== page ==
We’re launching a new beta service called SuperHi Studio for our students but also people who are looking to get digital things made.

We’ve seen a lot of our students want to do real client work after the course but are unsure where to start and are worried about taking on client work and not delivering good work.

As a solution to this, SuperHi Studio will let clients work with junior coders who are mentored by our expert team. …

Hey Medium friends!

I just wanted to keep you in the loop with what I’m up to.

My company, SuperHi, has just launched an online coding course — it’s 8 weeks long and starts on March 20th. If you want to learn how to code with me, sign up!

If you want to know the first steps about learning to code, I’ve written a guide called the First Steps to Learning to Code — you’ll get one email every morning between 7–10am about how to learn to code. …

Let’s go back in time

Back in 2012, my old co-founder and I had an idea to start a brand new code school called Steer where we taught people on intensive 5-day courses. We’d met at a General Assembly course (I was the teacher, she was a student) and we felt we could make coding courses a lot better.

We raised investment money quickly. Too quickly. We were total newbies to investment and we gave away far too much equity (55% of the company for £100k!) to the wrong type of investors. To be fair, the investors cared about us personally but didn’t really understand…

Over the past few years and especially since I wrote How to start a startup without ruining your life, I’ve received hundreds of emails from people wanting to start a new company. Lots pitch their big idea to me — what the business will look like in 3–5 years time — that’s great but it skips out the detail of how to actually get to that point from now. In this article, I’m going to talk about how to simplify your Minimum Viable Product (the first version of your business that your customers will interact with — I’ll call this…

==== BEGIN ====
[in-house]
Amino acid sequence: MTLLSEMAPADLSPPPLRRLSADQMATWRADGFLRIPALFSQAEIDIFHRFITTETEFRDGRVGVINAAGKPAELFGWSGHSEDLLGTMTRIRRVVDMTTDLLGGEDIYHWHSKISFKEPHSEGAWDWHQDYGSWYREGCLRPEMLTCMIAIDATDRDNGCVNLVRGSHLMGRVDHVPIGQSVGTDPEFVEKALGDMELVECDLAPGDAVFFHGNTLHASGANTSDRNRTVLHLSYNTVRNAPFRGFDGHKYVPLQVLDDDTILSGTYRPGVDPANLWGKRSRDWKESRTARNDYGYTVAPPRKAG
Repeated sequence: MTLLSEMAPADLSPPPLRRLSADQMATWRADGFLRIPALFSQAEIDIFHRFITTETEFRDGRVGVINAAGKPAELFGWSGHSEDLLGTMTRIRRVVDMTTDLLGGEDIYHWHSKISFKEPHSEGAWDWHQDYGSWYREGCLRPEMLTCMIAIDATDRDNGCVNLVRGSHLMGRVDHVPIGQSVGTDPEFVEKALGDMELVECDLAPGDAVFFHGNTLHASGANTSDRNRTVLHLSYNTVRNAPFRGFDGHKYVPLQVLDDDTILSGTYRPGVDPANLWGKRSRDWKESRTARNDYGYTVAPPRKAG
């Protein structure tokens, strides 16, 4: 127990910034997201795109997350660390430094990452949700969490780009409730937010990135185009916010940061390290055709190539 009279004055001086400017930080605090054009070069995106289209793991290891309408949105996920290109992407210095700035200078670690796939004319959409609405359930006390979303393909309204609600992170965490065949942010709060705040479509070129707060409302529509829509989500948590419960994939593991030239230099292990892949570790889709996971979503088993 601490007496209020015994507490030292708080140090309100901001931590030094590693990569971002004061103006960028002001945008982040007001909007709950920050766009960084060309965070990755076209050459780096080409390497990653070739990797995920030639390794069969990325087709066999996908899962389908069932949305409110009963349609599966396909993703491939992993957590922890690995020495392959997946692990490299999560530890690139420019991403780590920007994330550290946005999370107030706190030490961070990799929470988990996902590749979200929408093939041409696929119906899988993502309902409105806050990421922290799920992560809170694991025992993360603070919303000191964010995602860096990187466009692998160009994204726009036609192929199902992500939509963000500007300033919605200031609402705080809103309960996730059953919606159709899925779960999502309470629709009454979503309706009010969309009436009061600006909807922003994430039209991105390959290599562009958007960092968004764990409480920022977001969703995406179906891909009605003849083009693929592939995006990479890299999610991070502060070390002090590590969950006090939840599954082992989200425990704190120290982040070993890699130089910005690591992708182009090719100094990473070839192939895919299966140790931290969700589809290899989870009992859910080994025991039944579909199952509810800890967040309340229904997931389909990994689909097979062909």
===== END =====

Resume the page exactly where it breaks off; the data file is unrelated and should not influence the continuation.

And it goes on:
This is a quick tutorial about a Javascript framework called Ember (wait, don’t run!) and how to build a dumb site using it. Not sure how to code at all? I’m working on a new code school called SuperHi — we’re launching soon!

“wana make a generator of kanyes album cover?” said Simon, popping up in Facebook Messenger. This wasn’t the first time we’d made an album cover generator together. We’d previously made one for Drake’s If You’re Reading This It’s Too Late a few months earlier called “If You’re Typing This It’s Too Late” that had a few million…

TL:DR? I’ve launched a side project called SuperHi School!

Over the last few months, I’ve been working on a new startup called SuperHi — an online coding platform that teaches beginners how to easily create professional websites — and I’m really excited to launch it really soon.

I’m a big fan of beta testing, especially when it comes to things like education. When I first started teaching people how to code, what I thought would work, just didn’t. People would find it too complicated or didn’t get particular concepts.

Recently I published an article called “How to start a startup without ruining your life” and from today, I’ll be forced to follow my own advice.

Six months ago, I left the code school that I co-founded and since then, I’ve been freelancing at various London startups. It’s been fun to get my hands dirty by returning back to design, code and product strategy.

But recently, I’ve missed teaching how to code. It was something that I got great pleasure from it and even years later, I still love getting emails from old students showing me what they’ve made. If…

Note: This article is from 2014. It’s a little bit out of date now. There’s a updated version for 2017 over on the SuperHi blog here:

Startups are emotional roller coasters that one minute make you feel like you’re changing the world and the next minute, that everything is falling apart.

For 6 years of my professional life, I worked only at startups. I saw myself as “the coder” — the guy that the brave hired to turn their ideas into real businesses. I never had the inclination to start my own… why would I risk a fairly comfortable life to pursue an idea that may not work?

With Ruby and Rails, you have a great eco-system in which to build fully functioning webapps quicker.

I love Ruby and I love Rails. It’s not unconditional love — there’s still lots of problems — but for me, it’s by far the best language and framework out there due to their readability, ease of use and the sheer speed in which you can make complex sites.

There’s a huge number of gems and services out there and for beginners, the good ones are hard to find. There’s also the temptation to write your own code to do something that others have already created and made open source because you didn’t know about it.

Rik Lomas

Founder of SuperHi. Interested in startups, education and tech. And cats. Email: rik@superhi.com

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